Past Due

Increased coverage of the consequences and path forward for Illinois' fiscal future.

Past Due:  Illinois Budget Fail is a commitment by NPR Illinois to cover the historic Illinois budget impasse and to the explain the impact that continues to build as time passes without a budget.  NPR Illinois reporters will investigate how Illinois is, and will be, affected by the uncertainty.  When there is resolution, we'll analyze if it's sufficient in leading the state back to fiscal health or whether it pushes tough choices off to another day.

You have a role in bringing the repercussions of a lack of budget to the broader public.  If you or your organization have been affected, please tell your story.  Use your smartphone camera and post a YouTube or Facebook Live video to the NPR Illinois Facebook page.  If you don't have access to video, email your story to engage@nprillinois.org.  We will share some stories on air and on this page.

Brian Mackey / NPR Illinois

City governments across Illinois are asking to have their state funding passed along automatically. It’s the latest consequence of Illinois’ 20-month budget stalemate.

Bruce Rauner
Rich Saal / The State Journal-Register/Pool

The Illinois House is set to return to Springfield this week. Meanwhile, policymakers are still puzzling through last week's budget proposal by Gov, Bruce Rauner, partly because his administration made a significant break with tradition in rolling it out.

The immediate reaction to the governor’s proposal included confusion. Typically, the top budget aides to the governor meet with their counterparts in the legislature before the big speech. But not the Rauner administration.

State Rep. Greg Harris, a Democrat from Chicago, says this is “unprecedented territory.”

Carter Staley / NPR Illinois | 91.9 UIS

Low-income college students have a glimmer of hope now that Governor Bruce Rauner has included money for Monetary Award Program, or MAP grants, in his budget plan. But students already in school may not enjoy the benefit.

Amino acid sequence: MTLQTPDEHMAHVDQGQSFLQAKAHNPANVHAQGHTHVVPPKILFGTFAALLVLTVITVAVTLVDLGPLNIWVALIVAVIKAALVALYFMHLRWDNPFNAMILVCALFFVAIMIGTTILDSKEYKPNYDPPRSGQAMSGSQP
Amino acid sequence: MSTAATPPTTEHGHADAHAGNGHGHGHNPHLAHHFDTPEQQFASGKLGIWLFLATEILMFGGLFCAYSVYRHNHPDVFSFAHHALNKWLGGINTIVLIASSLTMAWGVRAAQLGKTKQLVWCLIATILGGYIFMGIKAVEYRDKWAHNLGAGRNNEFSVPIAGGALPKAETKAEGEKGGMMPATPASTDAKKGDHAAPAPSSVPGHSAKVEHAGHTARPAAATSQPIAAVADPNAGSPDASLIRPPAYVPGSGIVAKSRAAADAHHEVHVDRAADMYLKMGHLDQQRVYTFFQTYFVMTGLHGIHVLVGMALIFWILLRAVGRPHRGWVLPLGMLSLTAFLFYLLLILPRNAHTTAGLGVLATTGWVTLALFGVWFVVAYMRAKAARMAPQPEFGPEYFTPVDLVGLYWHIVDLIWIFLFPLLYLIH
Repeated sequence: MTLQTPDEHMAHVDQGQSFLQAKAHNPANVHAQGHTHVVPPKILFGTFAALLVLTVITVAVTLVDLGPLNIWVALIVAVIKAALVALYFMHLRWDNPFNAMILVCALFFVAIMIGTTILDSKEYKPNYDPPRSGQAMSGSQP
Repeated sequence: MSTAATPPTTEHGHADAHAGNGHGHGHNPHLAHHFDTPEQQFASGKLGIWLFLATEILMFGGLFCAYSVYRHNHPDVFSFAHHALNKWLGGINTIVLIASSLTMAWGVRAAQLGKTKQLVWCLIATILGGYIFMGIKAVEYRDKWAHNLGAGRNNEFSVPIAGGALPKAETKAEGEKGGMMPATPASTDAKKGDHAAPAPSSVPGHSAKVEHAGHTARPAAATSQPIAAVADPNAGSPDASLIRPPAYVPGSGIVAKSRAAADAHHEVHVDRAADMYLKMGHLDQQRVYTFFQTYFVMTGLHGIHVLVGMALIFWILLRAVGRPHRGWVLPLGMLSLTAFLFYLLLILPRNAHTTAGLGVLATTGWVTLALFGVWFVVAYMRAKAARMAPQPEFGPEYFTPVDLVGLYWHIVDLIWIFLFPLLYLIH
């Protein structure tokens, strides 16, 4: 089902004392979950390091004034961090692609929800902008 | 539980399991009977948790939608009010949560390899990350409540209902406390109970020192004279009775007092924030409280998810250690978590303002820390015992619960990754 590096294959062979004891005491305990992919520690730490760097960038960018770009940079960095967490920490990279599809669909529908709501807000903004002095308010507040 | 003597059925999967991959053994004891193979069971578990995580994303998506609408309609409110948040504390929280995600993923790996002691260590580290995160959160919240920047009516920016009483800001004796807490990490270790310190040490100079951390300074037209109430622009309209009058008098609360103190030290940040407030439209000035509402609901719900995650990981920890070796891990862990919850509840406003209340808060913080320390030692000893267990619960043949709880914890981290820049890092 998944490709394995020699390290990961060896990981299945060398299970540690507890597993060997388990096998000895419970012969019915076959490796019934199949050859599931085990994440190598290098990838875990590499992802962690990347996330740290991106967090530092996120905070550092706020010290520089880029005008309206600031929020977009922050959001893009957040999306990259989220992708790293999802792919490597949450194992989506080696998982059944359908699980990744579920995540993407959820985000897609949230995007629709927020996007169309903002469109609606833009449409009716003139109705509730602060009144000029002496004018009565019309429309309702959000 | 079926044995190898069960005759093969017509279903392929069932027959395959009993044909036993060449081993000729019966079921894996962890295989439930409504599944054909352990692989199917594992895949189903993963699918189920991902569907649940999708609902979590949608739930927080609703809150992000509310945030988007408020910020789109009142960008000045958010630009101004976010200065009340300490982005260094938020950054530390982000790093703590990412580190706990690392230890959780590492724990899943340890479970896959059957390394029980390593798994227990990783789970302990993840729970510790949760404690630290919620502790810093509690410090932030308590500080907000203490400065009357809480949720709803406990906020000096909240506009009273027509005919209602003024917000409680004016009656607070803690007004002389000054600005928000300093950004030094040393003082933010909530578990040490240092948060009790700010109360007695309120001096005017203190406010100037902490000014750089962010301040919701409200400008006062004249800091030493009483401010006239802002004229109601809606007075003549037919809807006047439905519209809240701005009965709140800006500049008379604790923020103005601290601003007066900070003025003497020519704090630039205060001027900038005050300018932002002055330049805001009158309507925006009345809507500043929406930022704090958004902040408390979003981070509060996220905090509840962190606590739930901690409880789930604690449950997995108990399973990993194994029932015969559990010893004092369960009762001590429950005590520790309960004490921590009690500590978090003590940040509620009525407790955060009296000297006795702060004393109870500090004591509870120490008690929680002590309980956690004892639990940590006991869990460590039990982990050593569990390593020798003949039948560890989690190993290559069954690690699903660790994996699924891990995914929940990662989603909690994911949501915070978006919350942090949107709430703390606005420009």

St. Clair County Building
Brian Mackey / NPR Illinois

BELLEVILLE — St. Clair County Circuit Judge Robert LeChien has rejected a budget move by Illinois Attorney General Lisa Madigan. She’d asked the judge to terminate his order to pay state employees — even without a budget.

Illinois Student Assistance Commission

Eric Zarnikow is in charge of Illinois’ program to help low-income students pay college tuition, known as MAP grants. He cheered yesterday when Gov. Bruce Rauner proposed increasing MAP funding by 10 percent, saying it could accommodate 12,000 more students, or increase the size of the grants.

But one thing the proposal does not do is pay for MAP students in school today.

 

Bruce Rauner
Rich Saal / The State Journal-Register (pool)

Gov. Bruce Rauner delivered his third annual budget address to the General Assembly on Wednesday. Public broadcasting reporters across Illinois have annotated his speech.

Gov. Bruce Rauner
Brian Mackey / NPR Illinois

Democrats say no. Rauner says yes. Brian Mackey tries to figure out who's right.

Digging a hole. A really deep hole.
David Stillman / Flickr.com/stilldavid (CC-BY-NC)

Gov. Bruce Rauner will make his annual budget address to the Illinois General Assembly this Wednesday. It comes as state government has gone more than 19 months without a real budget.

That’s led the financial experts at credit rating agencies to issue a series of downgrades and dire assessments. The latest is called "For Illinois, Having a Plan Beats No Plan." It comes from S&P Global Ratings, where Gabriel Petek analyzes state governments.

Student rally in Illinois state capitol rotunda.
Tom Lisi / NPR Illinois | 91.9 UIS

College students rallied in the state Capitol rotunda Wednesday. They’re urging lawmakers to restore state funding to universities and community colleges.

John Cullerton and Christine Radogno
Brian Mackey / NPR Illinois | 91.9 UIS

The Illinois Senate began voting Wednesday on what’s been called a “grand bargain” to end the state’s 19-month budget fight. But the supposedly bipartisan agreement got zero Republican votes.

State Sen. Heather Steans
SEN. HEATHER STEANS' OFFICE

The Illinois Senate is still negotiating a compromise to finally rectify the state's historic failure to enact a budget. The proposal has changed a lot in the month since it was introduced. 

John Cullerton headshot
Brian Mackey / NPR Illinois | 91.9 UIS

The Illinois Senate could begin voting Tuesday on a bipartisan compromise meant to end the state's budget standoff.

Sen. Dale Righter headshot
Illinois General Assembly

State Senator Dale Righter (R-Mattoon) sat down with us to talk about the state budget impasse, efforts to reach compromise and the Attorney General’s attempt to stop payment to government workers without spending authorization.

State Week logo
Brian Mackey / NPR Illinois

Lawmakers introduced competing plans to make sure state employees can remain on the job even if there's no end to the state budget standoff. Meanwhile, Gov. Bruce Rauner is refusing to say whether he approves of the incipient budget compromise being worked out in the state Senate. And what does it say about the future of the downstate economy that Caterpillar Inc. is moving several hundred top jobs from Peoria to the Chicago area?

Rep. Tim Butler
Illinois General Assembly

The Springfield Republican sat down with us to talk about several key issues involving state government.